Pretend That You Love Me

Pretend That You Love Me ★★★★★

Excuse me Mr. Haver, I didn’t ask to be brought to tears in a Taco Bell drive thru today.

For real though, this is one of the most honest, beautiful, and personal films I’ve ever seen. It’s a true testament to how good art is not restricted to high budget projects or to a specific formula. The line between fiction and reality is so thin, and the film is so heartbreaking and intimate in its portrait of grief, loneliness, and the “human condition”. This is truth in filmmaking, personal pain and catharsis.

Despite its low budget, Pretend You Love Me is gripping, and there are some legitimately awe-inspiring shots and impressive sequences. Even after the film switches itself up halfway through, there’s a certain beauty in the more simplified, backseat style that takes over. The dialogue is naturalistic and awkward, but never unbearably so, and it’s always believable.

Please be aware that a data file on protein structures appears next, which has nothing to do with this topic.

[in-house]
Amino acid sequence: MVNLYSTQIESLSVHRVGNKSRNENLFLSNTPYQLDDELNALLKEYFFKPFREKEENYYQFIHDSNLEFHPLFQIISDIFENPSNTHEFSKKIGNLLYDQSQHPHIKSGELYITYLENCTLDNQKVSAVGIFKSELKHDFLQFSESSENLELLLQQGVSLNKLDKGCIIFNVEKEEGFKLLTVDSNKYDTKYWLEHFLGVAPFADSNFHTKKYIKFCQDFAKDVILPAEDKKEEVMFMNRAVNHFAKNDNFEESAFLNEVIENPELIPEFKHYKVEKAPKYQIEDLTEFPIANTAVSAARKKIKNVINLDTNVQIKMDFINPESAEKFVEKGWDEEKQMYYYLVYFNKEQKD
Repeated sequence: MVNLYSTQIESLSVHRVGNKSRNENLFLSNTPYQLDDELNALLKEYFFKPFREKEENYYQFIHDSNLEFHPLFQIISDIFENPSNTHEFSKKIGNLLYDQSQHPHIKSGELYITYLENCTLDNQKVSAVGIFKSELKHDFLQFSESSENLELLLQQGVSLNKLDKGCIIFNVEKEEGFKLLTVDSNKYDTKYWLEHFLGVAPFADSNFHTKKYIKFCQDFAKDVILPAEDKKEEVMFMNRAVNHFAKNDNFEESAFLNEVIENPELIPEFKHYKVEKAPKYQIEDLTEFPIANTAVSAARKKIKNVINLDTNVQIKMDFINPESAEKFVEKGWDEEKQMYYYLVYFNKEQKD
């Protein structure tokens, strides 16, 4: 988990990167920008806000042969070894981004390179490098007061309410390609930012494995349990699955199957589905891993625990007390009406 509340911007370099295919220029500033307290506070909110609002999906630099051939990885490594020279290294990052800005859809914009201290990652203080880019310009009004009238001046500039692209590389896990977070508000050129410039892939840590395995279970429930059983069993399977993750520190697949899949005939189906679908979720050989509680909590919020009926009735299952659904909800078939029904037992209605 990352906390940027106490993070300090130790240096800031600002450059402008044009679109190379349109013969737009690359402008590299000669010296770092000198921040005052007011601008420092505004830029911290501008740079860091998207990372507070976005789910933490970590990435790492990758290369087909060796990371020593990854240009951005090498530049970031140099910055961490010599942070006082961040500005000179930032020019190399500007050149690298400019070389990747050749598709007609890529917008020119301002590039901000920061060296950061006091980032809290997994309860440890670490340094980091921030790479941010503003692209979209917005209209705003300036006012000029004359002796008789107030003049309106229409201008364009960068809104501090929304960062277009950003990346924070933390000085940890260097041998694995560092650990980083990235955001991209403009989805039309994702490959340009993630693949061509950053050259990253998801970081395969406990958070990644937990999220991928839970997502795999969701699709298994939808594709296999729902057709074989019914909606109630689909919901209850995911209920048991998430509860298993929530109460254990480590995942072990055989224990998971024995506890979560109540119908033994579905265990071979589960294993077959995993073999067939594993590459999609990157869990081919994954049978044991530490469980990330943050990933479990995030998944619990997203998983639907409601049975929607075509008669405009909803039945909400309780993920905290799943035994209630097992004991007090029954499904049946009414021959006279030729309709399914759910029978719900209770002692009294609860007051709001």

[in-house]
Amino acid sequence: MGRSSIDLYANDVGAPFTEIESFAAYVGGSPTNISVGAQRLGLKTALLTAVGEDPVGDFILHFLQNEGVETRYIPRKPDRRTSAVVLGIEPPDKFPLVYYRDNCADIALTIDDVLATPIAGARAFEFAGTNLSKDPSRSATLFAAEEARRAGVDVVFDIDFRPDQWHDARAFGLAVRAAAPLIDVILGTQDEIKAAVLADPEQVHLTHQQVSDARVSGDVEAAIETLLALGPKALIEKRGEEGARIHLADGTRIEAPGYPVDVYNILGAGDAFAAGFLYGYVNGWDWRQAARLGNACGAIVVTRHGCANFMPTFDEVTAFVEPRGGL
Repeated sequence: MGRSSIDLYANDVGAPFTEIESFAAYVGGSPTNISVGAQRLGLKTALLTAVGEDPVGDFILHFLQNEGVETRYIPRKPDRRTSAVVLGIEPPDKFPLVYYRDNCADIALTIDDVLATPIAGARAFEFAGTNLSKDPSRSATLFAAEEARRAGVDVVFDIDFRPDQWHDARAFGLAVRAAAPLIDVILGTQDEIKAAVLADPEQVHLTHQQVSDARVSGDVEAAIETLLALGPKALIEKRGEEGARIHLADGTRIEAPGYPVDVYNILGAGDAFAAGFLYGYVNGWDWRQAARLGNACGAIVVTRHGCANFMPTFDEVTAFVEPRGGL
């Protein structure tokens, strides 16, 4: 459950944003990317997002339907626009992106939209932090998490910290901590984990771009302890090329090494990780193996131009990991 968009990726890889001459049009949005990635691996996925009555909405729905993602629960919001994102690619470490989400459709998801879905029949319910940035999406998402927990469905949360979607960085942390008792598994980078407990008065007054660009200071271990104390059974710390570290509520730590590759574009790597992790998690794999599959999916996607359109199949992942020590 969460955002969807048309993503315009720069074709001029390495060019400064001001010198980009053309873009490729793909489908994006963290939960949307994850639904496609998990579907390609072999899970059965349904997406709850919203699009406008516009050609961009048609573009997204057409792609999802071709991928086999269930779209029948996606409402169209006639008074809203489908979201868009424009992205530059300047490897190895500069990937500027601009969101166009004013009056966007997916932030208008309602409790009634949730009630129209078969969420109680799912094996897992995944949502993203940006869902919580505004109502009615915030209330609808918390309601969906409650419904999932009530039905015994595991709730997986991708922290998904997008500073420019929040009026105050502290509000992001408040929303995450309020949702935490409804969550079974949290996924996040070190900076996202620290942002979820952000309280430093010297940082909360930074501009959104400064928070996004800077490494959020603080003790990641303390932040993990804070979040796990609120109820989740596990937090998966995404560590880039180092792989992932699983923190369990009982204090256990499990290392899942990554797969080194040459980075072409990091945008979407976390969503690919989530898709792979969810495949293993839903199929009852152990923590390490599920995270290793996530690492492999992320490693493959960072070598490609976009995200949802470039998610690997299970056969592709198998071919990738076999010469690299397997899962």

This film honestly felt sort of therapeutic, made me feel like I’m not truly alone, just human. After finishing it, I felt a combination of intense catharsis and inspiration. See, I wasn’t aware until today that Joel Haver had made feature length films, and being a fan of his shorter works I was excited to see what he’d done. This is really something special.

(And it’s available for free!! On!! So go watch it!)

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